Step 1: download and install EmBitz IDE
EmBitz is an “offline IDE” you can use to program Pokitto on your computer. That means you can make Pokitto-compatible binaries without the need to go to the mbed.com cloud tools.
EmBitz is an open-source IDE that is free, fast and relatively easy to learn. EmBitz was originally a fork of Code::Blocks. So if you have used the simulator, you will notice it works pretty much the same way.
Step 2. get the PokittoLib library from Pokitto Github
Go to the Pokitto Github repository and either download as .zip file or “clone” with Git. You should learn to use Git instead of downloading as a zip, because then you are easily able to update your code to the latest version available on github.
Step 3. Start EmBitz and open “PokittoEmBitz.ebp”
Step 4. Check what is the “.elf” name of the target, and that “generate .hex” file option is ON
Now comes an important step about naming your target, so pay attention.
By default, the ARMGCC compilation produces an “.elf” image (ELF = Executable and Linkable Format)
By itself, the .elf file can be used with a hardware debugger to program Pokitto. But, if you do not use a hardware debugger, we need to generate a HEX file and convert that to the BIN format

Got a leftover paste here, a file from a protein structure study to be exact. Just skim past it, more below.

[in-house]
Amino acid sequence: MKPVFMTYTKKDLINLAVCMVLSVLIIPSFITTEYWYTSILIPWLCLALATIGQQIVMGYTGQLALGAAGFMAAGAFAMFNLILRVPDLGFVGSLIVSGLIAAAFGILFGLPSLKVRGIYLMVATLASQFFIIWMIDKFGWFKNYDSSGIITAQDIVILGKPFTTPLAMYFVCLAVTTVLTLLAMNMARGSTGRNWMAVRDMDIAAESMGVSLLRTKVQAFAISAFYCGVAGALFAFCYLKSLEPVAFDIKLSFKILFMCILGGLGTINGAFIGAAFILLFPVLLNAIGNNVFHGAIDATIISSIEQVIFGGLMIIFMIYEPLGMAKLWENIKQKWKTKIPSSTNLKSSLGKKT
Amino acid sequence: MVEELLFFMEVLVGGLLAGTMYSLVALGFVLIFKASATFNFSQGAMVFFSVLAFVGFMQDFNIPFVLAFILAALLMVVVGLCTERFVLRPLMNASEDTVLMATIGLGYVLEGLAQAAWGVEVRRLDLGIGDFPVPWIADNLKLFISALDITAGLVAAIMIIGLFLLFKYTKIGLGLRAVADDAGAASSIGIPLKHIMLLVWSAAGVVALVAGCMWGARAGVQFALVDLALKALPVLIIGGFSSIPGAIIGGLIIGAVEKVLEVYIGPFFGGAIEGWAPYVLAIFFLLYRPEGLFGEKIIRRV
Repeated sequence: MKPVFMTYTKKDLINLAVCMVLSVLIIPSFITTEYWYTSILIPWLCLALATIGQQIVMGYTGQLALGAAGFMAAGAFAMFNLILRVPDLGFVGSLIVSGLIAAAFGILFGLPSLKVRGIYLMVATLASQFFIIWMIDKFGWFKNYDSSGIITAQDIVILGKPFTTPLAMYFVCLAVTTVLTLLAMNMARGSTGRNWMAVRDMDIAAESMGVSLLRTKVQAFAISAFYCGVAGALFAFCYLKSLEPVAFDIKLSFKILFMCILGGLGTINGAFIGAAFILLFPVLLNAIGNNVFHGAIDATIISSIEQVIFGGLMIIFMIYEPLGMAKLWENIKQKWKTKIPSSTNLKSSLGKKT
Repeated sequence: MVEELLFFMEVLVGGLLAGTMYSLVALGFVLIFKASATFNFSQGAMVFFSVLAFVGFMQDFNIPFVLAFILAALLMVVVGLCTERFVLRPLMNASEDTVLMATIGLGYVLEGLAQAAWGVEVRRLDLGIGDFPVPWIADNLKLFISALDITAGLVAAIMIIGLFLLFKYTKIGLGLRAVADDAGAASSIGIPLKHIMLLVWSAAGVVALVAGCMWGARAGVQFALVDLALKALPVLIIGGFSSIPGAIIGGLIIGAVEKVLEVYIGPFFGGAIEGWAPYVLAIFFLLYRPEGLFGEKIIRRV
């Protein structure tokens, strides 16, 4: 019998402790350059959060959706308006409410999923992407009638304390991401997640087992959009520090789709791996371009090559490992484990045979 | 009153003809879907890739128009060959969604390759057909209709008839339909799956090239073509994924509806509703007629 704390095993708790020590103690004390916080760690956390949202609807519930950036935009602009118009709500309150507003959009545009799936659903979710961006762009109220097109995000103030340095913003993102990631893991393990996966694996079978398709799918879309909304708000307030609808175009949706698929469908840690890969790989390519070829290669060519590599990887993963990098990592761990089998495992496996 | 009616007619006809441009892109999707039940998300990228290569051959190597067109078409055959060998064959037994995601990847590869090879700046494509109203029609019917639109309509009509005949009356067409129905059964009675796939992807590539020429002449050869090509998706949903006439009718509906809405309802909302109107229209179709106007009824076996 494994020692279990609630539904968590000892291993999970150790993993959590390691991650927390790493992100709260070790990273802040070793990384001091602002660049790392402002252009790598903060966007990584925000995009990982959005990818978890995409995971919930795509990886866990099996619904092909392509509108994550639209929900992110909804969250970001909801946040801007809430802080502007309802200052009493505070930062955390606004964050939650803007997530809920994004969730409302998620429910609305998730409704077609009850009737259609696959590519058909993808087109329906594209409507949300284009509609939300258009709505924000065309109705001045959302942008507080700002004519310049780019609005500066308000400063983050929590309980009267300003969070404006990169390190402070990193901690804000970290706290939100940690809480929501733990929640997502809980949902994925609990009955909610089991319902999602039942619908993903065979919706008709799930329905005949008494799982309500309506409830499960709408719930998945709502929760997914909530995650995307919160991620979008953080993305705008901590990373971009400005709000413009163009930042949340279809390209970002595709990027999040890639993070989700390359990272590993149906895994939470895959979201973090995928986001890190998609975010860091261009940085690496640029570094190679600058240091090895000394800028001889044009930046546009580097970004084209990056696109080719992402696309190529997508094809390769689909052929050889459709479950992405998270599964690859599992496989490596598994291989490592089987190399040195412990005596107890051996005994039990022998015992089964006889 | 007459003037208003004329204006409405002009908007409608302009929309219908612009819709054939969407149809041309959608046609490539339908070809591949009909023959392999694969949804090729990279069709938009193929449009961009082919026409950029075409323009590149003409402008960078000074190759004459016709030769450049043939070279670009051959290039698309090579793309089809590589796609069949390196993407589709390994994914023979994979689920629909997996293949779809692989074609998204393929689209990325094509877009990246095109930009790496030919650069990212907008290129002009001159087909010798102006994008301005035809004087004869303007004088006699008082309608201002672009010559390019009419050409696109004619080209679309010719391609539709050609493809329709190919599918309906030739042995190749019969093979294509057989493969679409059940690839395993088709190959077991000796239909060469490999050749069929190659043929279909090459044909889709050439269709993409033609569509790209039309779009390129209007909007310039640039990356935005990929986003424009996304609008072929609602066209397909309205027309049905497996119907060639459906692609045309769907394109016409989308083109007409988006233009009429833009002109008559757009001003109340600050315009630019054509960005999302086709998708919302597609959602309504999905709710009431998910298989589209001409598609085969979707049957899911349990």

This is why you need to know/set the name of the .elf file that is being output by the compiler,
and check that “Generate Hex file” option is turned on
To see the name of the .elf target, go to menu Project->Properties and select tab Build targets
Step 5. See that “post build steps” are correct
Remember we need to do something with the .elf file?
Our project has something calles “post build steps”. As the name implies, these are commands that are run after the compiler has made the .elf file
Go to menu Project->Build options and select tab “Pre/post build steps”
Now, verify that the name of the .elf file is the same as the name of the .hex file and the .bin file
Let’s look at the commands to understand what happens here:
arm-none-eabi-objcopy.exe -I ihex .\build\hello.hex -O binary .\build\hello.bin .\build\lpcrc .\build\hello.bin
arm-none-eabi-objcopy is a tool provided along with EmBitz that I’ve copied to the /build/ directory for your convenience. This tool takes the .hex file and turns it into a .bin binary file
.\build\lpcrc is a tool provided by NXP. It injects the correct CRC checksum into the binary. Without this checksum, your program will never run!
Final step 6: compile, get binary and put it on Pokitto, reset
To compile your program, press the build button shown below.
Immediately on the right side of the “buld” button is the “rebuild” button.
Remember to rebuild completely if you change the project #defines or stuff inside My_settings.h. If you do not, the changes in graphics mode etc will not be done, because only a rebuild will recompile them
Your bin binary file will now appear in the /build folder. Put Pokitto in to USB mass storage mode. When in USB mass storage mode, the Pokitto appears as a storage device with the name CRP_DISABLED (this funny name only means that the device is not write-protected).
Finally delete existing “firmware.bin” and copy the new bin you just made into the Pokitto. Reset to run your program.